Karen returned to the US. Mindi and I remained. Mistress said she could only focus on her son, now, and she would let me know when we could return. In October, she said we could return with our pre-scheduled departure date of December 19. Patrick’s heart was being “assisted” by a battery-driven power pack that he wore around his waist. If the batteries were to lose their charge and he was away from the charging unit, he would die within three minutes. He was on the heart-transplant list for Texas, but he was very young and had a very slim body. The wait would last nearly two years before he had a heart transplant.

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How we Decided to Move to Boquete, Panama

b 00 boquete

This is the view of Boquete from the Visitor's Center at the top of the hill just before you drop down into this valley. Boquete is at an elevation of about 3,800'.  The bungalo we rented for the year was about a thousand feet higher. The 5,000' elevation point was about two miles up the road past our lovely home.

Summary post: It happened on a Sunday evening. We were all in the living room of our spacious 4-bedroom apartment leading an undisturbed life of high protocol M/s and traveling the country making presentations. As it was February, we had a fire going in the fireplace. We had finished a lovely full-formal dress dinner and were in the living room. Out of the blue, Mistress made a declarative statement: “I’ve decided to move abroad and teach English, preferably in an orphanage.” Looking directly at me she asked: “Are you coming with me?”

“Well, yes, Mistress. Of course, Mistress. Where are we going?” I said, realizing that I was at my absolute peak of my conference presentations around the country; I was in high demand. I’d already been out to three that year and had something like nine to go.

“You will help decide that. You have two months to prepare a briefing book for me. You are limited to five choices. I want pros and cons for each. Remember, I like to boss around little oriental men,” she said.

“Yes, Mistress. And when will we be leaving and returning?” I asked.

“We will let slave mindi have the Christmas Holidays with her family and then leave. I want to be out of the US by the third week of January. I have no plans at this point to return.”

Wow. As in we have a two-car garage packed with “stuff” and a storage facility out in Liberty Hill and a 1,700 square foot apartment.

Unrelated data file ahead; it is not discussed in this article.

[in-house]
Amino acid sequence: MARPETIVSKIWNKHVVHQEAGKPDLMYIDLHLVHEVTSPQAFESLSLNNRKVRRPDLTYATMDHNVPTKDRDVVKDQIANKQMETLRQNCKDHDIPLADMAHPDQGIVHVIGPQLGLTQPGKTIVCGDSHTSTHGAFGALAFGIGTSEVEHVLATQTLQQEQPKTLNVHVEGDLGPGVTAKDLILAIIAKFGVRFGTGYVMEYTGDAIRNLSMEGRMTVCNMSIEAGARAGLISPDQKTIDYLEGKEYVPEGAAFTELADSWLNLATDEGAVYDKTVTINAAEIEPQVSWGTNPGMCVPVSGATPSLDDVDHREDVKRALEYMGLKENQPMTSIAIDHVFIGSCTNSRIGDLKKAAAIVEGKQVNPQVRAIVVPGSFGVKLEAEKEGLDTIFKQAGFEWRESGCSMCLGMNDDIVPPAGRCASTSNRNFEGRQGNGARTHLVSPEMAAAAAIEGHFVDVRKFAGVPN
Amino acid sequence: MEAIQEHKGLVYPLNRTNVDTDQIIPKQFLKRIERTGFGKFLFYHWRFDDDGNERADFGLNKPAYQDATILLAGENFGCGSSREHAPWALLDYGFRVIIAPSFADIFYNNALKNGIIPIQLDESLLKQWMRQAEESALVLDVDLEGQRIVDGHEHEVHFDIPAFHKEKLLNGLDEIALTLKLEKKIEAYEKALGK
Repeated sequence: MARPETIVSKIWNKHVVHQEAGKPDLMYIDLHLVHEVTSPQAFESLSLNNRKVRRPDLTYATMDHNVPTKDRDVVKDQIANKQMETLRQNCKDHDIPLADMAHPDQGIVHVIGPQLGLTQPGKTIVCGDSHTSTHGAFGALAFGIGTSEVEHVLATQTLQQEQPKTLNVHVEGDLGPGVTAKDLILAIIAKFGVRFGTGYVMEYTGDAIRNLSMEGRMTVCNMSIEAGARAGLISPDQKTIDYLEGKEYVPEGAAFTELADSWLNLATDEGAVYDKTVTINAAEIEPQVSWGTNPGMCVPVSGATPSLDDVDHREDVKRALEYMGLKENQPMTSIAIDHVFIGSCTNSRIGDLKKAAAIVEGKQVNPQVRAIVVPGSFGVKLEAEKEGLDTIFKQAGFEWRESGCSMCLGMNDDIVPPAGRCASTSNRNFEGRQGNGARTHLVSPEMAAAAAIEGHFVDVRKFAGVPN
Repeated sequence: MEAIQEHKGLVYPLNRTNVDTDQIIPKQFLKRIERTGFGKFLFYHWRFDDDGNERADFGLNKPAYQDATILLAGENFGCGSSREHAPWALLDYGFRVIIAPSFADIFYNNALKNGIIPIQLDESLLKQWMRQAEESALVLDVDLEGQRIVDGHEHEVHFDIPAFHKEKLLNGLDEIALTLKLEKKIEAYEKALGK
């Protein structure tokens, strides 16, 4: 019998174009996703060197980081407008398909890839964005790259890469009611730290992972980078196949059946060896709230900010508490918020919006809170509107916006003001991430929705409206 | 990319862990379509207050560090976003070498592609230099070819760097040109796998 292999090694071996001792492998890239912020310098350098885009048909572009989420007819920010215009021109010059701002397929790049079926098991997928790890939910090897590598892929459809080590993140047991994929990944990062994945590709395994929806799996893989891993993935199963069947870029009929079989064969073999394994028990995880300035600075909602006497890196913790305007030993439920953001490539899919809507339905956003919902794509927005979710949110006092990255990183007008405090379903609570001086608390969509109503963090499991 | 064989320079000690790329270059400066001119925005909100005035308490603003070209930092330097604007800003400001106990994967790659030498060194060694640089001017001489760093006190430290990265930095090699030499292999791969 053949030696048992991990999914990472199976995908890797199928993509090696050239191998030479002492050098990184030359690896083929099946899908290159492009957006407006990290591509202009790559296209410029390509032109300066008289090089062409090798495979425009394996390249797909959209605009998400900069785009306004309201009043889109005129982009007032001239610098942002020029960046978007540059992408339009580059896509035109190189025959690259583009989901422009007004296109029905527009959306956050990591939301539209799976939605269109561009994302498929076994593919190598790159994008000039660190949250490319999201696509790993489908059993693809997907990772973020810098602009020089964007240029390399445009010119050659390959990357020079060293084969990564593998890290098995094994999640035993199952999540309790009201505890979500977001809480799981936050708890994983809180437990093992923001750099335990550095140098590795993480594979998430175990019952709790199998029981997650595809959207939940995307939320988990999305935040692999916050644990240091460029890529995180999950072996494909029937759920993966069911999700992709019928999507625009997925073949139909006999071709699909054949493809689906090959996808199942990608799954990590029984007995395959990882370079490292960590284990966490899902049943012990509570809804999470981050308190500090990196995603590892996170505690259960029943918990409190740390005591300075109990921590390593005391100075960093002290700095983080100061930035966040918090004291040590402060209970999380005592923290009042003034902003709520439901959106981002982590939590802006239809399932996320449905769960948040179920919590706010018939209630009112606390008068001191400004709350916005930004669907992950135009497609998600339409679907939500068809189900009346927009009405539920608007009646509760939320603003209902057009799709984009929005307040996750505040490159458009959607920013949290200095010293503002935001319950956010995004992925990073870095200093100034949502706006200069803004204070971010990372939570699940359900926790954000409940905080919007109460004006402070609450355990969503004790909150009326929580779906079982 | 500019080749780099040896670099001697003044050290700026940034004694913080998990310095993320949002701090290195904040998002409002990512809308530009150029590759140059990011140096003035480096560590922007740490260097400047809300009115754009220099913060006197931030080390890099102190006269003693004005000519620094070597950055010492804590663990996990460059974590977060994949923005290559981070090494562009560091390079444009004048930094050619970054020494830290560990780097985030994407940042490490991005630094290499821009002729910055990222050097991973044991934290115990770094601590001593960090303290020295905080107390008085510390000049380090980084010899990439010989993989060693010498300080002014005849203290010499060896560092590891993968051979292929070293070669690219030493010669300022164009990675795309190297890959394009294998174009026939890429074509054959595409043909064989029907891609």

At the end of the two months, I’d prepared a briefing book. It said: South Korea—best ESL salaries, very risky because of North Korea. Would have to teach away from Seoul for best salaries. Mainland China: our kink would not be tolerated, too risky. Taipai—very sophisticated and upscale, but we’ll still have troubles with our kink. Tailand—very possible. It would be a lot of fun and a great home base for photography all around that part of the world. VERY hot and humid. Boquete, Panama—recommended by a close friend who had lived there many years and was a former special forces guy. Said that knowing us, we’d integrate better there and it has a solid ex-pat community.

Extensive research into Boquete gave us a favorable impression. There seemed to be ex-pats who would help smooth the way.

Mid-summer, we took a one-week trip down there, accompanied by Jac (owner of The Jungle, already mentioned). He knows a lot about a lot.

We loved it; he hated it. We said we thought we’d do it; he said that the savings from living there would be eaten up in round-trip airfares returning to the US.

I worked out a time-and-task chart and got to work. I purchased all the tickets, found out how to rent a 10.5’ x 40’ cargo container, and Paul let us install it on his property far out in the country southeast of San Antonio. It was in place by early December.

In early December we had Rose and Blake (our favorite movers ever) transfer everything.